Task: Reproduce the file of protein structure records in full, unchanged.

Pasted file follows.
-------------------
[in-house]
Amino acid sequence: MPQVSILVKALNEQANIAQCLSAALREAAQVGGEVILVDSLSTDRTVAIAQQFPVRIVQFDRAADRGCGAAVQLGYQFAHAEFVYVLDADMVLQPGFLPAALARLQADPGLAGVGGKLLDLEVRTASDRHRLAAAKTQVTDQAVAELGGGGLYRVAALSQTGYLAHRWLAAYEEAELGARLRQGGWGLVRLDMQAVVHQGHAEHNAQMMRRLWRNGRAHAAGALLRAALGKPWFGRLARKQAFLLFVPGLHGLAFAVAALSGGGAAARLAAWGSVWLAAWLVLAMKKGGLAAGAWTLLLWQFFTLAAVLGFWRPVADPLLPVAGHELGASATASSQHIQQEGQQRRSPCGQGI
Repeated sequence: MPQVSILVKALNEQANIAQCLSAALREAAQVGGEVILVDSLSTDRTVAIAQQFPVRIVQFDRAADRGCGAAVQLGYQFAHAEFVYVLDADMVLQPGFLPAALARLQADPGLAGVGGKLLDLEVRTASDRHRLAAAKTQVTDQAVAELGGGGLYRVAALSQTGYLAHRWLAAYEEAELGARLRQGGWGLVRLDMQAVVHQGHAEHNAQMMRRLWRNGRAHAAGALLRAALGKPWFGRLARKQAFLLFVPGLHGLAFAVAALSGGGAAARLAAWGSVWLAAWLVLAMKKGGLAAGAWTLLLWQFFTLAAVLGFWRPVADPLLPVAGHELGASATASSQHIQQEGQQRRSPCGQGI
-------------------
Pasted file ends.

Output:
[in-house]
Amino acid sequence: MPQVSILVKALNEQANIAQCLSAALREAAQVGGEVILVDSLSTDRTVAIAQQFPVRIVQFDRAADRGCGAAVQLGYQFAHAEFVYVLDADMVLQPGFLPAALARLQADPGLAGVGGKLLDLEVRTASDRHRLAAAKTQVTDQAVAELGGGGLYRVAALSQTGYLAHRWLAAYEEAELGARLRQGGWGLVRLDMQAVVHQGHAEHNAQMMRRLWRNGRAHAAGALLRAALGKPWFGRLARKQAFLLFVPGLHGLAFAVAALSGGGAAARLAAWGSVWLAAWLVLAMKKGGLAAGAWTLLLWQFFTLAAVLGFWRPVADPLLPVAGHELGASATASSQHIQQEGQQRRSPCGQGI
Repeated sequence: MPQVSILVKALNEQANIAQCLSAALREAAQVGGEVILVDSLSTDRTVAIAQQFPVRIVQFDRAADRGCGAAVQLGYQFAHAEFVYVLDADMVLQPGFLPAALARLQADPGLAGVGGKLLDLEVRTASDRHRLAAAKTQVTDQAVAELGGGGLYRVAALSQTGYLAHRWLAAYEEAELGARLRQGGWGLVRLDMQAVVHQGHAEHNAQMMRRLWRNGRAHAAGALLRAALGKPWFGRLARKQAFLLFVPGLHGLAFAVAALSGGGAAARLAAWGSVWLAAWLVLAMKKGGLAAGAWTLLLWQFFTLAAVLGFWRPVADPLLPVAGHELGASATASSQHIQQEGQQRRSPCGQGI